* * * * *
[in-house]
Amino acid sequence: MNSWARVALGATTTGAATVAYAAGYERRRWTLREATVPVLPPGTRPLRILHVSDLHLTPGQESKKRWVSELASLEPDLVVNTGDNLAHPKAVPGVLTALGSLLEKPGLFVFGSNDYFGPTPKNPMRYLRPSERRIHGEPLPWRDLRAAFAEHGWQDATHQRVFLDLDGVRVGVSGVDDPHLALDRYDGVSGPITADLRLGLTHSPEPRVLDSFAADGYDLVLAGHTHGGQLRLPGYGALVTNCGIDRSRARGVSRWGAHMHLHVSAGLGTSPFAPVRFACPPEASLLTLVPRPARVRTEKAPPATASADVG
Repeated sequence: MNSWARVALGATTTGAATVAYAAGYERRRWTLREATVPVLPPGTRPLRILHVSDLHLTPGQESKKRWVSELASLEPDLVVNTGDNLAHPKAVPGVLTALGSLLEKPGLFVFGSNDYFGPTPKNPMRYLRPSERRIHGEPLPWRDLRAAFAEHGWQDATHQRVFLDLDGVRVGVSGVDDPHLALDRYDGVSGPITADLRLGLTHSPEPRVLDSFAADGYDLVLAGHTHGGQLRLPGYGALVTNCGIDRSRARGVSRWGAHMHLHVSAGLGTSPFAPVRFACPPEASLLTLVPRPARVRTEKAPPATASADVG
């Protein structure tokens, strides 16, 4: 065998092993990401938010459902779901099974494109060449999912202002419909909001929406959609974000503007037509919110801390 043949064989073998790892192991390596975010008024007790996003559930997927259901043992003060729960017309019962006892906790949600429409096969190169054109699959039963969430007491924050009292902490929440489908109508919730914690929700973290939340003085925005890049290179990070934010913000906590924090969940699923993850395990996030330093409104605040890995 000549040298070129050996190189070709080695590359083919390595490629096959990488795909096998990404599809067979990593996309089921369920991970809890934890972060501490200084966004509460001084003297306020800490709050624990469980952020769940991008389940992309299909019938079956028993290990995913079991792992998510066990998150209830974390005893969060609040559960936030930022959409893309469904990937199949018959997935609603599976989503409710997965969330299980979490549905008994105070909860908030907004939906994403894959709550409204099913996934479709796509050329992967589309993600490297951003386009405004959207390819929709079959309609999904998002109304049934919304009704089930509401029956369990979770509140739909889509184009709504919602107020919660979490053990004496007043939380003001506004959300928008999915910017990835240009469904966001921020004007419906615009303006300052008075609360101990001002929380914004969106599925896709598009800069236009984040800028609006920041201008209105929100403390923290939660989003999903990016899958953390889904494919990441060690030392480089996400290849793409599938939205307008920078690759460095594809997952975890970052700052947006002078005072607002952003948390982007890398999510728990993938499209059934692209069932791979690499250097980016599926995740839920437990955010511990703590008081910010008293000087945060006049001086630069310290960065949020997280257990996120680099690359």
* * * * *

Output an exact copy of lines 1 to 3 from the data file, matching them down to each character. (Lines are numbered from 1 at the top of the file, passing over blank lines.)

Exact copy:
[in-house]
Amino acid sequence: MNSWARVALGATTTGAATVAYAAGYERRRWTLREATVPVLPPGTRPLRILHVSDLHLTPGQESKKRWVSELASLEPDLVVNTGDNLAHPKAVPGVLTALGSLLEKPGLFVFGSNDYFGPTPKNPMRYLRPSERRIHGEPLPWRDLRAAFAEHGWQDATHQRVFLDLDGVRVGVSGVDDPHLALDRYDGVSGPITADLRLGLTHSPEPRVLDSFAADGYDLVLAGHTHGGQLRLPGYGALVTNCGIDRSRARGVSRWGAHMHLHVSAGLGTSPFAPVRFACPPEASLLTLVPRPARVRTEKAPPATASADVG
Repeated sequence: MNSWARVALGATTTGAATVAYAAGYERRRWTLREATVPVLPPGTRPLRILHVSDLHLTPGQESKKRWVSELASLEPDLVVNTGDNLAHPKAVPGVLTALGSLLEKPGLFVFGSNDYFGPTPKNPMRYLRPSERRIHGEPLPWRDLRAAFAEHGWQDATHQRVFLDLDGVRVGVSGVDDPHLALDRYDGVSGPITADLRLGLTHSPEPRVLDSFAADGYDLVLAGHTHGGQLRLPGYGALVTNCGIDRSRARGVSRWGAHMHLHVSAGLGTSPFAPVRFACPPEASLLTLVPRPARVRTEKAPPATASADVG